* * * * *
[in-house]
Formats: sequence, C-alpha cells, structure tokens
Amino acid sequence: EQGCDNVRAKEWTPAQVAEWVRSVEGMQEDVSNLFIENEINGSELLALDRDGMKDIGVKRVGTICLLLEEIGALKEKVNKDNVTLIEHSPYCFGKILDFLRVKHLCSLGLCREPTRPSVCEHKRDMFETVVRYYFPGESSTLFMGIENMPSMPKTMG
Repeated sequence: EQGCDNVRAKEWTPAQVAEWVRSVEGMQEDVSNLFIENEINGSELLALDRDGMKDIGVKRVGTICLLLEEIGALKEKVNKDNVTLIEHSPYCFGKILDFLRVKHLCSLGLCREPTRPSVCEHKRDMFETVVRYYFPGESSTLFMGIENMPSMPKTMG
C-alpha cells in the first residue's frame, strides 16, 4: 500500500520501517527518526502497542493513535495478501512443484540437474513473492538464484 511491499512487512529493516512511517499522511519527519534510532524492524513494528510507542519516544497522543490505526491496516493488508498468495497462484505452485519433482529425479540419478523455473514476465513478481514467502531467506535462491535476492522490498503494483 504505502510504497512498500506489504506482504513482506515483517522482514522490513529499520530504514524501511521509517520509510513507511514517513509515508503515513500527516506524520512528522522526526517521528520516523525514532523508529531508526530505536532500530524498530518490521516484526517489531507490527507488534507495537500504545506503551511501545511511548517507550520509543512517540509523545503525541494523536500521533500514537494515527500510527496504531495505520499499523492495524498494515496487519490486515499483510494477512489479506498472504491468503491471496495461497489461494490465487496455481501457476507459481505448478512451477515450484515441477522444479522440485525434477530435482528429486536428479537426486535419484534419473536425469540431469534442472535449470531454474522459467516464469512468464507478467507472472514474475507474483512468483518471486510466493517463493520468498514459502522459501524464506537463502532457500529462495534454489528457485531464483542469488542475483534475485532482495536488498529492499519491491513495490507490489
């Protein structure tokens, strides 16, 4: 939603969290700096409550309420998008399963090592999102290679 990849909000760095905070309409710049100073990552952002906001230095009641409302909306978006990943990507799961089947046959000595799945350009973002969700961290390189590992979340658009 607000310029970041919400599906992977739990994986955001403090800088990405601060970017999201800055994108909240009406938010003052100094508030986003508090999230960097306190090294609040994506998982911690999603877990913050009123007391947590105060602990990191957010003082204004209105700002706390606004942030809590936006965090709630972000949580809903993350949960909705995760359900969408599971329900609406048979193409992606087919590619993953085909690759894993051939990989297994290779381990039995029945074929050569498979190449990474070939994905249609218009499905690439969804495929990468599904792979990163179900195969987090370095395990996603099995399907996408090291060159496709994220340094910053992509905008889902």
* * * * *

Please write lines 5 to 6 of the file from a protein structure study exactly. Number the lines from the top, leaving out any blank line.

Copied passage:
C-alpha cells in the first residue's frame, strides 16, 4: 500500500520501517527518526502497542493513535495478501512443484540437474513473492538464484 511491499512487512529493516512511517499522511519527519534510532524492524513494528510507542519516544497522543490505526491496516493488508498468495497462484505452485519433482529425479540419478523455473514476465513478481514467502531467506535462491535476492522490498503494483 504505502510504497512498500506489504506482504513482506515483517522482514522490513529499520530504514524501511521509517520509510513507511514517513509515508503515513500527516506524520512528522522526526517521528520516523525514532523508529531508526530505536532500530524498530518490521516484526517489531507490527507488534507495537500504545506503551511501545511511548517507550520509543512517540509523545503525541494523536500521533500514537494515527500510527496504531495505520499499523492495524498494515496487519490486515499483510494477512489479506498472504491468503491471496495461497489461494490465487496455481501457476507459481505448478512451477515450484515441477522444479522440485525434477530435482528429486536428479537426486535419484534419473536425469540431469534442472535449470531454474522459467516464469512468464507478467507472472514474475507474483512468483518471486510466493517463493520468498514459502522459501524464506537463502532457500529462495534454489528457485531464483542469488542475483534475485532482495536488498529492499519491491513495490507490489
């Protein structure tokens, strides 16, 4: 939603969290700096409550309420998008399963090592999102290679 990849909000760095905070309409710049100073990552952002906001230095009641409302909306978006990943990507799961089947046959000595799945350009973002969700961290390189590992979340658009 607000310029970041919400599906992977739990994986955001403090800088990405601060970017999201800055994108909240009406938010003052100094508030986003508090999230960097306190090294609040994506998982911690999603877990913050009123007391947590105060602990990191957010003082204004209105700002706390606004942030809590936006965090709630972000949580809903993350949960909705995760359900969408599971329900609406048979193409992606087919590619993953085909690759894993051939990989297994290779381990039995029945074929050569498979190449990474070939994905249609218009499905690439969804495929990468599904792979990163179900195969987090370095395990996603099995399907996408090291060159496709994220340094910053992509905008889902």